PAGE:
In their post-mortem on the election, National Review’s editors stressed the need to “make the case that conservative policies would make the broad mass of the public better off” by “link[ing] small-government principles to attractive results.”
The editorial suggested that, most of the time, conservatives will be “duty-bound to oppose” the president’s policy proposals, but added that if Obama were to offer “some other worthwhile policy, conservatives should be willing to bargain with him,” all the while “articulat[ing] better alternatives.”
They have just such an opportunity with regard to a certain type of banking regulation. The Obama administration and Senate majority leader Harry Reid (D., Nev.) have committed to a modest deregulation the rules governing credit unions. They are supporting bipartisan legislation that lifts by a small amount the arcane member-business lending (MBL) cap, which severely constricts credit unions’ ability to make business loans to their member depositors.
Solid economic evidence shows that raising this cap — from the current limit of 12.25 percent of bank assets to 27.5 percent in the pending legislation — would have substantial benefits on businesses and job growth. The Credit Union National Association estimates that this increase in the cap would create 138,000 jobs in the first year, a figure that Pepperdine University economist David M. Smith calls “conservative and well within the bounds of a reasonable projection.”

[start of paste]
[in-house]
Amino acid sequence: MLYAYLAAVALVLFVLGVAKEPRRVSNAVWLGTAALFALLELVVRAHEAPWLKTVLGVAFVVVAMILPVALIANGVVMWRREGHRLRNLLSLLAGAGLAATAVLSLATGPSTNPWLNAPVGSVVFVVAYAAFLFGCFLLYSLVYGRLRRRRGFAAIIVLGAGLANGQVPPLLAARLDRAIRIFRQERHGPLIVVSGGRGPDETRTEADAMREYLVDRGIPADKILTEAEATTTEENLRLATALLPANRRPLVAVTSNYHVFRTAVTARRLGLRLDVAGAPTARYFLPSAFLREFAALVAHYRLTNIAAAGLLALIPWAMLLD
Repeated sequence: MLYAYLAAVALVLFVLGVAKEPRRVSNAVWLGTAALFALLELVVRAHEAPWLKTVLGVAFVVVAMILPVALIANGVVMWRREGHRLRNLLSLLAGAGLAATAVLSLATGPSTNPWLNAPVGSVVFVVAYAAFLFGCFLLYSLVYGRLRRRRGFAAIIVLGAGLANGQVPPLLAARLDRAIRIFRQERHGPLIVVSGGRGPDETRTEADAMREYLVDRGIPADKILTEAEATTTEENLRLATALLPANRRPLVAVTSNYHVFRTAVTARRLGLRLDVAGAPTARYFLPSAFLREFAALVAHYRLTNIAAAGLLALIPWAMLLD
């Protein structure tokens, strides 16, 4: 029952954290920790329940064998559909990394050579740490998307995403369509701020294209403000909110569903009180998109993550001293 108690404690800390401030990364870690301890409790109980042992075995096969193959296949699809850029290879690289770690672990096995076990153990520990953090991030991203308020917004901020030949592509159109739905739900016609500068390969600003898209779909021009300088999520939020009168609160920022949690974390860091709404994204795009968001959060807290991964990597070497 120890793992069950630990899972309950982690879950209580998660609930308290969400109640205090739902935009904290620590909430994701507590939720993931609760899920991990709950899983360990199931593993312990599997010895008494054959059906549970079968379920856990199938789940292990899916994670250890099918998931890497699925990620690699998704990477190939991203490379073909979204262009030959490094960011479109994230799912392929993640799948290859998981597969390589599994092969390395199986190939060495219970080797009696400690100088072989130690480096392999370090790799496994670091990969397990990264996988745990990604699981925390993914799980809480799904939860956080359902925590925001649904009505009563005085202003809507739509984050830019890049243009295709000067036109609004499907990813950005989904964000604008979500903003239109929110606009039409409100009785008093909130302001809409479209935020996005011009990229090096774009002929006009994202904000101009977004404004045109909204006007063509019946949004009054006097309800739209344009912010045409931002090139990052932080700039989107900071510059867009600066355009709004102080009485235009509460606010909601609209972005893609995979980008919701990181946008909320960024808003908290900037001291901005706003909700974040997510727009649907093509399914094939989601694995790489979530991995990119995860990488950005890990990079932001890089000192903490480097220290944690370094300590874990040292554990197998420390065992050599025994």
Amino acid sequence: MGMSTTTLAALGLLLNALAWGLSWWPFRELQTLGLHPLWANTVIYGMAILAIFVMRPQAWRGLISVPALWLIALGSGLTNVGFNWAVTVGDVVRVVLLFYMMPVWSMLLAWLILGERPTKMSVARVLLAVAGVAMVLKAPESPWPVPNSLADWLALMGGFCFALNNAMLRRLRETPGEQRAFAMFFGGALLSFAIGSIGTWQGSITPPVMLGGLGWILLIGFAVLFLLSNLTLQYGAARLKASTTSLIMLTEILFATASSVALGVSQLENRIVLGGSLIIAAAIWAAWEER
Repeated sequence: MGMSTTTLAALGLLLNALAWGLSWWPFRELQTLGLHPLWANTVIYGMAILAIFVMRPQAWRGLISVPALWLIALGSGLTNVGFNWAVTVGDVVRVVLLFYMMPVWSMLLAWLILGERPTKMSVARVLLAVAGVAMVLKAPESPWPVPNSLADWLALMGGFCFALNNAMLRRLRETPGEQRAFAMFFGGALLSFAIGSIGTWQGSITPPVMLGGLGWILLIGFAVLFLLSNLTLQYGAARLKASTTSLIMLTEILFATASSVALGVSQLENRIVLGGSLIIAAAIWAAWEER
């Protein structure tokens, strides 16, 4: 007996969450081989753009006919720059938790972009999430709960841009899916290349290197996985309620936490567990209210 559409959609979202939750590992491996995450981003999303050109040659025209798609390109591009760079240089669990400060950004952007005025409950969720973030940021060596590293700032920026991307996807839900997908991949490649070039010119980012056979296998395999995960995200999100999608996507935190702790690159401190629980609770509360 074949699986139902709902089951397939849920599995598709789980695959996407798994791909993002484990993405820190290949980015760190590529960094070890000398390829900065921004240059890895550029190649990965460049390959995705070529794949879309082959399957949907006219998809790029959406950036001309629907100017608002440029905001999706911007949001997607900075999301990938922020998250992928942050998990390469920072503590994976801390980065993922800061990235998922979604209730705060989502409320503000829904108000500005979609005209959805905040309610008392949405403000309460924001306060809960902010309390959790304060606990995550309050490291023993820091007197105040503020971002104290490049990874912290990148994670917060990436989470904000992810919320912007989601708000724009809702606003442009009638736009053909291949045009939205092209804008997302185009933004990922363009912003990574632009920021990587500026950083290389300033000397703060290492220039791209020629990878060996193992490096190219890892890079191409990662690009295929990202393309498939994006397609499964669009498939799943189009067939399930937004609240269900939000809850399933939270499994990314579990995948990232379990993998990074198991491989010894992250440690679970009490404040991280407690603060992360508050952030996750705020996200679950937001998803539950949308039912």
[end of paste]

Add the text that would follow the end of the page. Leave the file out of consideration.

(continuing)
Further, this policy change would merge good policy with good politics. Credit unions — nonprofit cooperative financial institutions owned by their members — enjoy popularity with the vast majority of American voters. A recent survey by the Temkin Group found credit unions to be among the businesses that “consumers are most likely to trust.” In the swing state of Wisconsin, for instance, 80 percent of voters want politicians to give credit unions greater freedom to lend more to their members’ businesses, according to a recent survey.
Based on the economic and political support, GOP congressional leadership should formalize their support for the bipartisan House and Senate bills that already boast the sponsorship of many conservatives in Congress, and are backed by free-market organizations such as the Competitive Enterprise Institute, Americans for Tax Reform, 60 Plus Association, American Commitment, Citizens Against Government Waste, and Campaign for Liberty.